But DoD’s conclusions can’t be justified, because of “profoundly serious limitations” with the way DoD used the assessment tool, stated the creator of that tool, Ira L. Cohen, in the recent report scrutinizing DoD’s evaluations of the effectiveness of ABA for military children. Cohen created that assessment tool, called the Pervasive Developmental Disorder Behavior Inventory, or PDDBI, which is used worldwide by practitioners to evaluate children with autism, as well as their treatments such as ABA.

“Most glaring is the total lack of understanding as to how the PDDBI is scored and interpreted and the obvious failure to read the manual,” Cohen concluded. For example, he noted that most of the original cases in the demonstration project were eliminated from the evaluation because of an incorrection assumption that a score of “0” meant that an item was missing. “Instead, it means that the behavior was not seen!” Cohen wrote.

“The conclusions one draws from an analysis are only as good as the quality of the information that goes into the analysis. If the data are sloppy, so are the conclusions and their validity, a [garbage in, garbage out] problem.”

Advocates for military children with special needs are concerned about what DoD’s conclusions about ABA therapy could mean, as officials are conducting a comprehensive rewrite of the Autism Care Demonstration.

“Data is vital to making decisions, but it must be good data. Dr. Cohen wrote the book on how to assess ABA progress monitoring. If he is concerned about the validity of this data, we all should pause and reevaluate,” the EFMP Coalition stated.

“We strongly encourage the DoD to look to industry standards, which support maintaining ABA coverage.

“For our families ABA is an integral intervention in the treatment of autism which should be fully funded in the same manner as augmentative and assistive communication devices, as well as speech and occupation therapies. Funding concerns are legitimate, and ABA therapies are expensive, but the cost of not supporting our families’ health is a loss of military readiness, which has a high price tag,” the EFMP Coalition stated.

DoD’s costs for the autism demonstration project have increased 129 percent since its inception: from $161.5 million in fiscal 2015 to $370.4 million in fiscal 2019, according to DoD’s report.

The average cost per participant has increased by 65 percent from fiscal 2015 to fiscal 2019, according to DoD’s report. Average cost for an active duty family member patient in the demonstration project increased by 66 percent, from $14,393 in fiscal 2015 to $23,886 in fiscal 2019.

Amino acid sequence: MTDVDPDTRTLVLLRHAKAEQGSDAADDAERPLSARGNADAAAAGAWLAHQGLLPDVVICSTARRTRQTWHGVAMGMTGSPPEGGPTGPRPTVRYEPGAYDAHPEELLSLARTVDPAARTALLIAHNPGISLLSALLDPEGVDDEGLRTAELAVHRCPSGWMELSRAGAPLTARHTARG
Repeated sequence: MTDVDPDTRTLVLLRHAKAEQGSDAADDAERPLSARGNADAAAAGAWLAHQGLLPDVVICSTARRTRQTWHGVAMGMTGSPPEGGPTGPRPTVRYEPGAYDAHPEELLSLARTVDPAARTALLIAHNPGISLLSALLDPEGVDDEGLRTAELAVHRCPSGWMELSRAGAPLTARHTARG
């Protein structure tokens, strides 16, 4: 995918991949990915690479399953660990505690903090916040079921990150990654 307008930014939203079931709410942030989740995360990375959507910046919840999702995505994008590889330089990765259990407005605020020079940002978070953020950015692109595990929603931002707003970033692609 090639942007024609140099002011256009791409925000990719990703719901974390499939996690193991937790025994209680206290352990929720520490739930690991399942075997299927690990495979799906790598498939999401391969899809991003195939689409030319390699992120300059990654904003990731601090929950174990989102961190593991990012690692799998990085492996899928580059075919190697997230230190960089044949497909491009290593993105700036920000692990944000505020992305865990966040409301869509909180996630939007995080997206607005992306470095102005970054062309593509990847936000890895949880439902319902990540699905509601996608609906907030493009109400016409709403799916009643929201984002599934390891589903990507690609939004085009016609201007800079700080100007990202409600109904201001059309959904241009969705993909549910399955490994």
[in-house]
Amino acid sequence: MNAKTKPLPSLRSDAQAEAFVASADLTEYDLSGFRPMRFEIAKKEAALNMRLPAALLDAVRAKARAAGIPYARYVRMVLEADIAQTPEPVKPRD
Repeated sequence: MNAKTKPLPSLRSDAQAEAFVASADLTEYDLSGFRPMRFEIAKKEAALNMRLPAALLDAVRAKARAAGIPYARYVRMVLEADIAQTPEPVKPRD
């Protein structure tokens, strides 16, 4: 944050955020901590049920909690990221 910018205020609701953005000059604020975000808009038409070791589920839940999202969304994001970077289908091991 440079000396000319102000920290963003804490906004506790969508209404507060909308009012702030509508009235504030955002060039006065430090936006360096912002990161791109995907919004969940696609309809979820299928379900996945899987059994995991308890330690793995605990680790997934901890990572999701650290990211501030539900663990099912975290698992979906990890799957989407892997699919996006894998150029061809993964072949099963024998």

DoD officials stated that the ongoing review “will evolve the program to a more beneficiary- and family-centric model. These changes aim to not only improve the quality of, value, and access to care and services for beneficiaries diagnosed with [Autism Spectrum Disorder] and their families, but also to improve management and accountability….”

The demonstration has been mostly focused on the implementation of ABA services, DoD officials stated, but since it’s a comprehensive demonstration, the Defense Health Agency “is directing efforts toward incorporating all available medically or psychologically necessary and appropriate services for children diagnosed with [autism] and supporting the family.”

As of now, ABA services do not meet the TRICARE hierarchy of evidence standard for medical and proven care, DoD officials stated. While advocates want DoD to expand coverage of ABA services, those coverage expansions aren’t discretionary, officials said. “Tricare Basic Program benefit coverage determinations must be based solely on the hierarch of ‘reliable evidence’ defined in federal regulation,” they stated.

Karen has covered military families, quality of life and consumer issues for Military Times for more than 30 years, and is co-author of a chapter on media coverage of military families in the book "A Battle Plan for Supporting Military Families." She previously worked for newspapers in Guam, Norfolk, Jacksonville, Fla., and Athens, Ga.